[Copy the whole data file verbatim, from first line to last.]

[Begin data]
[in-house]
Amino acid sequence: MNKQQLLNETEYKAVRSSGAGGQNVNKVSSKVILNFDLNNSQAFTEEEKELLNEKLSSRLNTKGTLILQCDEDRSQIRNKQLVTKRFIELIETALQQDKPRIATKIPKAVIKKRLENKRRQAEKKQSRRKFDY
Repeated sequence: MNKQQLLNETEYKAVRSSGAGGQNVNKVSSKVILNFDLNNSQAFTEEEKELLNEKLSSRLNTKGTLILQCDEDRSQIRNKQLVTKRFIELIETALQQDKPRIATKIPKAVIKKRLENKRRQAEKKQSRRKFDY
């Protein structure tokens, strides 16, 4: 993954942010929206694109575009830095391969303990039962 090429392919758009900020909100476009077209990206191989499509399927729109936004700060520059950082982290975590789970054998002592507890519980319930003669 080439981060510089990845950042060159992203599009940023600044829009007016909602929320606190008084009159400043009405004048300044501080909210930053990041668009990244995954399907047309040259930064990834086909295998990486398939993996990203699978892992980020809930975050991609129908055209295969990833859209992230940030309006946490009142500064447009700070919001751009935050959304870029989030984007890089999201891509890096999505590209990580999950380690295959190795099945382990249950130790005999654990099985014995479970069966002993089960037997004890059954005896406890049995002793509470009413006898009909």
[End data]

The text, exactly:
[in-house]
Amino acid sequence: MNKQQLLNETEYKAVRSSGAGGQNVNKVSSKVILNFDLNNSQAFTEEEKELLNEKLSSRLNTKGTLILQCDEDRSQIRNKQLVTKRFIELIETALQQDKPRIATKIPKAVIKKRLENKRRQAEKKQSRRKFDY
Repeated sequence: MNKQQLLNETEYKAVRSSGAGGQNVNKVSSKVILNFDLNNSQAFTEEEKELLNEKLSSRLNTKGTLILQCDEDRSQIRNKQLVTKRFIELIETALQQDKPRIATKIPKAVIKKRLENKRRQAEKKQSRRKFDY
């Protein structure tokens, strides 16, 4: 993954942010929206694109575009830095391969303990039962 090429392919758009900020909100476009077209990206191989499509399927729109936004700060520059950082982290975590789970054998002592507890519980319930003669 080439981060510089990845950042060159992203599009940023600044829009007016909602929320606190008084009159400043009405004048300044501080909210930053990041668009990244995954399907047309040259930064990834086909295998990486398939993996990203699978892992980020809930975050991609129908055209295969990833859209992230940030309006946490009142500064447009700070919001751009935050959304870029989030984007890089999201891509890096999505590209990580999950380690295959190795099945382990249950130790005999654990099985014995479970069966002993089960037997004890059954005896406890049995002793509470009413006898009909």